That can be a tough question and one that can be considered confronting. I use this question when I speak to business owners and leaders all the time. I don’t direct this question to the individual, I direct it to the business. I typically get one of two responses, “of course we do” or a more reflective, “I don’t think we do.”
These are characteristics of a business with a strong ‘sense of self’ and its purpose:
• Goals that are communicated and discussed all the time.
• Principles and values that guide all decision making.
• Financial management and tracking against clear objectives.
• Executives and managers who meet regularly to review the business and marketing plans.
• A clear and compelling value proposition for a defined target market [s].
• Frequent conversations with clients.
What are the signals that warn you of a business that has lost its sense of self? These are some of the most common ones that I come across, although there are many more.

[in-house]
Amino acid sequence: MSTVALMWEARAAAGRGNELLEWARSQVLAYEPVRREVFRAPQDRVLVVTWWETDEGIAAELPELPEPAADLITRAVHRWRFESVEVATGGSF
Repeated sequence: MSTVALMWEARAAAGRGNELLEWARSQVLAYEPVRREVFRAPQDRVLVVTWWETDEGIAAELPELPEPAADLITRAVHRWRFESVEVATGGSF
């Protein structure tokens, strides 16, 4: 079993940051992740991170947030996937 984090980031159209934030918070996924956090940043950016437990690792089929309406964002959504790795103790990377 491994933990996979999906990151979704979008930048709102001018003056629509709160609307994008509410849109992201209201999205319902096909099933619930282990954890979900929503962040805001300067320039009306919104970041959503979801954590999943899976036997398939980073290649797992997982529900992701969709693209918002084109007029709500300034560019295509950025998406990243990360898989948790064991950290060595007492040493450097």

• No business or marketing plan linked to execution goals and timelines.
• No defined target market[s].
• Inability to clearly communicate a compelling value proposition.
• Little or no interaction between owners, managers and the people.
• Stagnating or declining sales.
• High levels of client churn.
One of the little gems that I use when I consult with executive teams is asking each one, “what are your top three goals for this [year or quarter]?” I follow up with, “what are the top three goals for the organisation?” The ONE time these were in alignment was in an executive team of three persons.
I think it often takes an existential threat to a business to force it to re-evaluate itself. A business usually begins with clarity about what it does, where it competes and a vision of what it will become. After time this clarity can fade away and as it fades the risks of stagnation, decline and demise increase. The revenue begins to stall and decline. Customers begin to seek alternative suppliers. The market is telling the business that its products and services are lagging the competitors. There is a fork in the path and the leadership will choose one.
• They may choose to believe the decline is due to external factors they have no control over.
• They may choose to face reality and re-think their business and work hard to turn it around.